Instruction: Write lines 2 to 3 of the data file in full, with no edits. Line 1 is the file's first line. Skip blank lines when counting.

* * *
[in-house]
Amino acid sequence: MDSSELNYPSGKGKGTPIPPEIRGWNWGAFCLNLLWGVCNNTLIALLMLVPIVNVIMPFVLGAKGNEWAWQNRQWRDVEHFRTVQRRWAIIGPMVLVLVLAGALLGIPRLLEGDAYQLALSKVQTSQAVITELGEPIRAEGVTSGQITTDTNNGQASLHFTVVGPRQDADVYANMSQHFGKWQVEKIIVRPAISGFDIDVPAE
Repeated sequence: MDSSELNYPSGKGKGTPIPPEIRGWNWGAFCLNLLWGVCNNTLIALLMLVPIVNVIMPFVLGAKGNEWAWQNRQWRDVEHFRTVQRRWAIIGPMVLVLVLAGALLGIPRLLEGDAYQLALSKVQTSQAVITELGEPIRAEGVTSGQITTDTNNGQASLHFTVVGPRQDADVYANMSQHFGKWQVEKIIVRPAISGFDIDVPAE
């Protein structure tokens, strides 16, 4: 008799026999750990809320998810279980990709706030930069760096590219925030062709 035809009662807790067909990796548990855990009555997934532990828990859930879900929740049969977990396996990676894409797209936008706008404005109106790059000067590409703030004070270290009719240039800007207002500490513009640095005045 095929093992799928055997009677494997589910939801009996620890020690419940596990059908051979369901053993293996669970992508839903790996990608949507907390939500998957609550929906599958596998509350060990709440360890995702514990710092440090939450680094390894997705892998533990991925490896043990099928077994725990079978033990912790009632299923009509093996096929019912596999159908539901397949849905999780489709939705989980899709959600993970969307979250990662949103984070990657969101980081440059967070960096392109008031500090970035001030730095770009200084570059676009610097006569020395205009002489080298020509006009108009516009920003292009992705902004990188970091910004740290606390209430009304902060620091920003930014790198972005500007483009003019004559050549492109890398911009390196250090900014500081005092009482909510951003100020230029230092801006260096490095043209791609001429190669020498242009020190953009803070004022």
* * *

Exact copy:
Amino acid sequence: MDSSELNYPSGKGKGTPIPPEIRGWNWGAFCLNLLWGVCNNTLIALLMLVPIVNVIMPFVLGAKGNEWAWQNRQWRDVEHFRTVQRRWAIIGPMVLVLVLAGALLGIPRLLEGDAYQLALSKVQTSQAVITELGEPIRAEGVTSGQITTDTNNGQASLHFTVVGPRQDADVYANMSQHFGKWQVEKIIVRPAISGFDIDVPAE
Repeated sequence: MDSSELNYPSGKGKGTPIPPEIRGWNWGAFCLNLLWGVCNNTLIALLMLVPIVNVIMPFVLGAKGNEWAWQNRQWRDVEHFRTVQRRWAIIGPMVLVLVLAGALLGIPRLLEGDAYQLALSKVQTSQAVITELGEPIRAEGVTSGQITTDTNNGQASLHFTVVGPRQDADVYANMSQHFGKWQVEKIIVRPAISGFDIDVPAE